Lord Bilimoria, CBE, DL

London Met alumnus, honorary graduate, celebrated crossbench peer and co-founder and chairman of Cobra Beer Lord Karan Bilimoria was born in Hyderabad, India of Parsi Zoroastrian descent. He received the Bachelor of Commerce degree from Osmania University (Indian Institute of Management and Commerce, Hyderabad) in 1981. After working as a chartered accountant for Ernst & Young, he studied for a Bachelor of Arts degree in Law at Sidney Sussex College, University of Cambridge.

He founded Cobra Beer in 1989, aiming to create a less gassy lager more suitable for drinking with curry and other foods. In 1999, the company diversified into wine. Cobra Beer has a turnover of £126 million, is sold in nearly 6,000 Indian restaurants, and is available to more than 6,000 bars, pubs and clubs and in supermarkets and off-licences across the UK. He received the CBE in 2004 for services to business.

In 2003, Karan was appointed as the UK chairman of the Indo British Partnership (IBP), by the British Government, and serves as founding chairman of the UK India British Council (UKIBC). In 2005 he became the UK’s youngest-ever University Chancellor at Thames Valley University, now the University of West London, and was appointed Chancellor of the University of Birmingham in 2014.

In 2006, he was chosen as a cross-bench life peer with the title Baron Bilimoria, of Chelsea in the Royal Borough of Kensington and Chelsea by the House of Lords Appointments Commission, becoming the first-ever Parsi in the House of Lords. In 2008 he was awarded the Pravasi Bharatiya Samman by the president of India. Some of his current positions include being a member of the Prime Minister of India's Global Advisory Council and a Senior Independent Director of the Booker Group Plc, the UK’s largest wholesale operator.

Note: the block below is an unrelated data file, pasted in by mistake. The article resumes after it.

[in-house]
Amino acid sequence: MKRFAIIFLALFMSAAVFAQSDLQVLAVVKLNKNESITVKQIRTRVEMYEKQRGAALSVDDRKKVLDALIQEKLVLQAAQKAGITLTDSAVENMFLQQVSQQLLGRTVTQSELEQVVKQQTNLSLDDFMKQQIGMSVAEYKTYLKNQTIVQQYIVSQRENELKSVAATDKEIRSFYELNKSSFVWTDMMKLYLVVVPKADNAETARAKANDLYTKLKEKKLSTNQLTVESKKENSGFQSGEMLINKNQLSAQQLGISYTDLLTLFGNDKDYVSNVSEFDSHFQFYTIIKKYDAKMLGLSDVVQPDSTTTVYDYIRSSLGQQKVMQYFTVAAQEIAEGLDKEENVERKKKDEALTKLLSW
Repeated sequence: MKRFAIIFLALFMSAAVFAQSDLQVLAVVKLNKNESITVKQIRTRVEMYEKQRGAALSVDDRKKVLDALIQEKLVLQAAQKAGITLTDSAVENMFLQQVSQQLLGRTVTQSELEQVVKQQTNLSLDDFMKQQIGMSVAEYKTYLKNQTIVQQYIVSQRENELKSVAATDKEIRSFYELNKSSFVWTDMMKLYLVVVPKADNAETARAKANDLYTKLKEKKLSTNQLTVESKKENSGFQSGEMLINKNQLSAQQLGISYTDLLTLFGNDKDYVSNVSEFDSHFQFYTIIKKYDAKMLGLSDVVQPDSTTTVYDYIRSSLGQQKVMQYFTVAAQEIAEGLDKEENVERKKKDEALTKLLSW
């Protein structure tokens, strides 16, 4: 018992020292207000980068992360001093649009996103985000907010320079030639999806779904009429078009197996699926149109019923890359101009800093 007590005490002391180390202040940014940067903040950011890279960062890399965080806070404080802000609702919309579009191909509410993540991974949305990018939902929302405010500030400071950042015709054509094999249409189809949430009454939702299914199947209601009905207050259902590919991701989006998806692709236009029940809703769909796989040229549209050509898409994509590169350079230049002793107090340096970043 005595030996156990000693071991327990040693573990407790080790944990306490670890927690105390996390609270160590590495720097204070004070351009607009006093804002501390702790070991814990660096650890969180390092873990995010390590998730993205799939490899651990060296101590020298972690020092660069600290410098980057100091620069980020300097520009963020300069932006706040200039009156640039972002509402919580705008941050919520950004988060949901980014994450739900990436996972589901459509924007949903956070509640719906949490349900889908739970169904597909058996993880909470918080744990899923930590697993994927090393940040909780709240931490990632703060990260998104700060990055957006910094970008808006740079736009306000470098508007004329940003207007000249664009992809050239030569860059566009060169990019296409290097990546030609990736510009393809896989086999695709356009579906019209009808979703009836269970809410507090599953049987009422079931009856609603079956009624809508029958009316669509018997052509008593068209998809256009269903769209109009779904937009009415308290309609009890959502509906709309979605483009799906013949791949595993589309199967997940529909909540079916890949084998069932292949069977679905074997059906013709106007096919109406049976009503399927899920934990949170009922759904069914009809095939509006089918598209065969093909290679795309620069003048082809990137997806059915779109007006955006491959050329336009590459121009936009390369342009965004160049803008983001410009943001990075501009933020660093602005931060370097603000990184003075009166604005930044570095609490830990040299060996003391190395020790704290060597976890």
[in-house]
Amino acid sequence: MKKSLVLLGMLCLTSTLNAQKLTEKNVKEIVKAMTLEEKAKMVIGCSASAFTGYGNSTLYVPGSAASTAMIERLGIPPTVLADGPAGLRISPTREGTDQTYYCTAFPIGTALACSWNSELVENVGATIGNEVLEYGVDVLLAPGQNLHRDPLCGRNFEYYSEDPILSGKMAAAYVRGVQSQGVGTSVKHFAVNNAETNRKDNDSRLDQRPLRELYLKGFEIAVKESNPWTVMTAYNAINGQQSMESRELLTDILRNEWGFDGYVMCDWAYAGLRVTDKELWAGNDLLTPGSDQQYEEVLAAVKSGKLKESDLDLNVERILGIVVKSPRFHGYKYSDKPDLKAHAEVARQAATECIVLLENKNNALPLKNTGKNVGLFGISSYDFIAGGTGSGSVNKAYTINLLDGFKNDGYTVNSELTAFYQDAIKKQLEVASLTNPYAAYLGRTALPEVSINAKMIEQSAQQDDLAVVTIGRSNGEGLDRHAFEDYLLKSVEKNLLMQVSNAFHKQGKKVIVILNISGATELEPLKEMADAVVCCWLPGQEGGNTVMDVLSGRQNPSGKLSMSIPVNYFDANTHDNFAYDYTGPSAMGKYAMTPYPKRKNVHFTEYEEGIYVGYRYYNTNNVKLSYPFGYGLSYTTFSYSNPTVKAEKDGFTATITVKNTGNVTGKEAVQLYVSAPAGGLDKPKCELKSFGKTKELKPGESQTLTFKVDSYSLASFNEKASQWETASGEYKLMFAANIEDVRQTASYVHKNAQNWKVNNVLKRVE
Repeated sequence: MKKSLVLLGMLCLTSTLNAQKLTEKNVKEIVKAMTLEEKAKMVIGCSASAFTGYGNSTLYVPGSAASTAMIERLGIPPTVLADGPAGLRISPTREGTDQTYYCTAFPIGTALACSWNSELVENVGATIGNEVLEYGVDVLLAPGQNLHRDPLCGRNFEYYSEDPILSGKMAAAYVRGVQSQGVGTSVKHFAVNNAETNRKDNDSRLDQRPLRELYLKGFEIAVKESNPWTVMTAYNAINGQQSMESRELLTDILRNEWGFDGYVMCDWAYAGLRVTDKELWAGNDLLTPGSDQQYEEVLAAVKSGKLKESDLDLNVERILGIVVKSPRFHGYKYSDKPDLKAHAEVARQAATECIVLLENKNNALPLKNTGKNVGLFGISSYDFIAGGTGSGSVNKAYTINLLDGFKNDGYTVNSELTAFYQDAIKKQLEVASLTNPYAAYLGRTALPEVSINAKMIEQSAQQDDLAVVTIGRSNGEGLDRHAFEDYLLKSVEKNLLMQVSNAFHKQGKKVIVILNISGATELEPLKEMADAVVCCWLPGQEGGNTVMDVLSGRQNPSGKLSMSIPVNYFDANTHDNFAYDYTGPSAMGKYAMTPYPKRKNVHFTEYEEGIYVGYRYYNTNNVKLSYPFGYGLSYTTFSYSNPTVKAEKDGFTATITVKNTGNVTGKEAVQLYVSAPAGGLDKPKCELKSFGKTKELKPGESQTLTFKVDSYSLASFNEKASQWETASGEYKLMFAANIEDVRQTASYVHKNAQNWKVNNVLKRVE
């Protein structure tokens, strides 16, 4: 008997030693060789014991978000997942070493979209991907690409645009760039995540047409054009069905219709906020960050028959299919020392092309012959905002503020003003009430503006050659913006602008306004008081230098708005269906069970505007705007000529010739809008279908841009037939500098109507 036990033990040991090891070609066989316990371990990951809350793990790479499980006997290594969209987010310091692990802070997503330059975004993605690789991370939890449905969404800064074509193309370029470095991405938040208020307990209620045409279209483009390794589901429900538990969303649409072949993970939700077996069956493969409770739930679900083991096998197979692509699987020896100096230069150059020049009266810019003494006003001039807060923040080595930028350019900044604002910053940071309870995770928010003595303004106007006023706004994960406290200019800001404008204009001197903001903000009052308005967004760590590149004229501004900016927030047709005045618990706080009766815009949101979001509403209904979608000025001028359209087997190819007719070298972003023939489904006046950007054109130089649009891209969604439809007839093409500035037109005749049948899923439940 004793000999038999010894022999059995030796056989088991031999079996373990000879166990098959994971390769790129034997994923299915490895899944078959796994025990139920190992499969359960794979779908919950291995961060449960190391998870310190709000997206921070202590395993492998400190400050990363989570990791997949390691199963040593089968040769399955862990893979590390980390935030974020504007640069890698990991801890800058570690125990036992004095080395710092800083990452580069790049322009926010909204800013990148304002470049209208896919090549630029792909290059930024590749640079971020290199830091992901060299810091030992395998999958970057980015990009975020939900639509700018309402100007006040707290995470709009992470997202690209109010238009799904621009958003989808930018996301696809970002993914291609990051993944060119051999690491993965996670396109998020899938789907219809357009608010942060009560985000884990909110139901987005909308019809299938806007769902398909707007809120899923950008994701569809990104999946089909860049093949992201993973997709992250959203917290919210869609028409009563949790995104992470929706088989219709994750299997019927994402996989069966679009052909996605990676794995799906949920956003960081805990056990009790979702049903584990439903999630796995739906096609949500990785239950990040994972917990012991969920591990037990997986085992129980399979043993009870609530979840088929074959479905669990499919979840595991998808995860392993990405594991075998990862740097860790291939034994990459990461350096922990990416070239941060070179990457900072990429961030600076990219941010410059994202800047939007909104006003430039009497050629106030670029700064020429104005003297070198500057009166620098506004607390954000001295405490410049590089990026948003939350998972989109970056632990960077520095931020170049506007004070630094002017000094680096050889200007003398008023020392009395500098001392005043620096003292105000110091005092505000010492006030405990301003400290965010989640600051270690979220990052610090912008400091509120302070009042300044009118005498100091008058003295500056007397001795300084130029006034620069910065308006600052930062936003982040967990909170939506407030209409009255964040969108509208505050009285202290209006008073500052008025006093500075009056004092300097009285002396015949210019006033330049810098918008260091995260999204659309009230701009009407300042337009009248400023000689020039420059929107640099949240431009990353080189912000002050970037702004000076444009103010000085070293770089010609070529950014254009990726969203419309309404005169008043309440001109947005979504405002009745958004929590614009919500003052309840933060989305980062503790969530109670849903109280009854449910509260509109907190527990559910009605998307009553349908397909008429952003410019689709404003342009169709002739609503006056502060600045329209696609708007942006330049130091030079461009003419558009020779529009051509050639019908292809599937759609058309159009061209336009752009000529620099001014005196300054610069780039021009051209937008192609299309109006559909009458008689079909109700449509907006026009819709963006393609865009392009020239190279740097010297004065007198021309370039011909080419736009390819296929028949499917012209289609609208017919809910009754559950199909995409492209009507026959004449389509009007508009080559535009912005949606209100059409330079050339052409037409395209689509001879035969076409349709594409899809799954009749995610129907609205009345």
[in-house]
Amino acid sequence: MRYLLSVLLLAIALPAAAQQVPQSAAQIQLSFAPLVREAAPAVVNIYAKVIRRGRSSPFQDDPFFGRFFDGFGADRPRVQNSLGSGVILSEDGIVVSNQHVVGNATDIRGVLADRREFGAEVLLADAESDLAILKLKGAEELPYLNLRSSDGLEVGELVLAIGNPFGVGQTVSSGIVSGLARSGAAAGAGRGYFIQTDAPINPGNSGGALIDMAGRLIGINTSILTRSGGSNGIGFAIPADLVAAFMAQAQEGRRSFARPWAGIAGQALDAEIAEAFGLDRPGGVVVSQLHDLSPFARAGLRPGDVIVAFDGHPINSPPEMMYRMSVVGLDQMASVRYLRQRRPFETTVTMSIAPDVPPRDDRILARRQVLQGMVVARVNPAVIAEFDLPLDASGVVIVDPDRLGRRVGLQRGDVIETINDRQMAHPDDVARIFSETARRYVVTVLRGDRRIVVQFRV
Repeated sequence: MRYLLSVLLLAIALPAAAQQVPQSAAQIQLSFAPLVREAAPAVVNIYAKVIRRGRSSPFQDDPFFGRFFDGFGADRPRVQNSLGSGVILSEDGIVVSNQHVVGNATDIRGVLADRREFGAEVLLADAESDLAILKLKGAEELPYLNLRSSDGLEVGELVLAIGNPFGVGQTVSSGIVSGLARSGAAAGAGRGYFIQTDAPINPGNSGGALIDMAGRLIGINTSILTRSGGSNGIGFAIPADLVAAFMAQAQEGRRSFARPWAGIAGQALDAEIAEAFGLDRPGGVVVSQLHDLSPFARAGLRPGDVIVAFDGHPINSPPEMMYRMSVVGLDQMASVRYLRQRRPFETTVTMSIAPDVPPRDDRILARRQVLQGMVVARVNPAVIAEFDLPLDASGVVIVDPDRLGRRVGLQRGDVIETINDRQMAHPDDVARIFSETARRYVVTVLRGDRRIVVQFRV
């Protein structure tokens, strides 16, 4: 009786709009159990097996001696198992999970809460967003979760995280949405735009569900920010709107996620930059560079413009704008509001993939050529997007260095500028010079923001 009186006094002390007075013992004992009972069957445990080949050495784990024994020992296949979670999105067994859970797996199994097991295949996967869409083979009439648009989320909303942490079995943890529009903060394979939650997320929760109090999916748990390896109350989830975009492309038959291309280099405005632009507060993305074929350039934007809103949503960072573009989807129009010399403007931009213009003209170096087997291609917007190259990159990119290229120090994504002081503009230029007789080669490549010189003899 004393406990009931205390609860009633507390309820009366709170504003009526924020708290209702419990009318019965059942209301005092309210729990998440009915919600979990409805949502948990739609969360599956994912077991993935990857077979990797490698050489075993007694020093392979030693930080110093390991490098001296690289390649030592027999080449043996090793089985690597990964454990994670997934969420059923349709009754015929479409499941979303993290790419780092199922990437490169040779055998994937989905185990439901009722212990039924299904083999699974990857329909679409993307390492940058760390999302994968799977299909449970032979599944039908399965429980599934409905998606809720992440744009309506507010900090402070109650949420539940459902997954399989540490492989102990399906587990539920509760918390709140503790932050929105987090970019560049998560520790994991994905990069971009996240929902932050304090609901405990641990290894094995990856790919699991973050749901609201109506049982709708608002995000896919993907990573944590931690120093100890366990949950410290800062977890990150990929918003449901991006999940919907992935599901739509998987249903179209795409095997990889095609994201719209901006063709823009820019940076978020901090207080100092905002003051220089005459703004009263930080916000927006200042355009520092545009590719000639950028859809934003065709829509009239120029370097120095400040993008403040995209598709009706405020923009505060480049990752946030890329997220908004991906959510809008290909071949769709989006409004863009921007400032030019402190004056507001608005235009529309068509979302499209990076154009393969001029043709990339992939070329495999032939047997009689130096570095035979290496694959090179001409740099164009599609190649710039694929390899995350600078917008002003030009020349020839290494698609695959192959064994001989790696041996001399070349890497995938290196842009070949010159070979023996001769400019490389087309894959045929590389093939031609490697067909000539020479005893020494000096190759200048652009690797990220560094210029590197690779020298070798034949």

He has been visiting London Met for a number of years to deliver lectures and speeches and support our students and staff, where he has spoken on a wide range of topics including international students and immigration alongside the wider economy, as well as the current issues facing the Higher Education sector. Here are some exerpts from various keynote addresses where he has talked about these issues.

What are his views on business?

Karan Bilimoria is a proponent of socially responsible business, which he says must run right though the company to have any effect. In 2007, he said: "When you talk about the triple bottom line, it is about how you look after your staff. You create an environment where people flourish. You respect them, and you treat your customers and your suppliers equally. A lot of companies worship their customers and bully their suppliers and employees — and make massive profits. Well, I'm sorry that's not my way."

Has progress been made in the UK?

Lord Bilimoria gave his account of “three decades of progress,” describing the UK in the early 1980s when he arrived as an international student, as being “economically and socially left behind.” He said he was “confronted with discrimination and prejudice,” while entrepreneurship was looked down upon.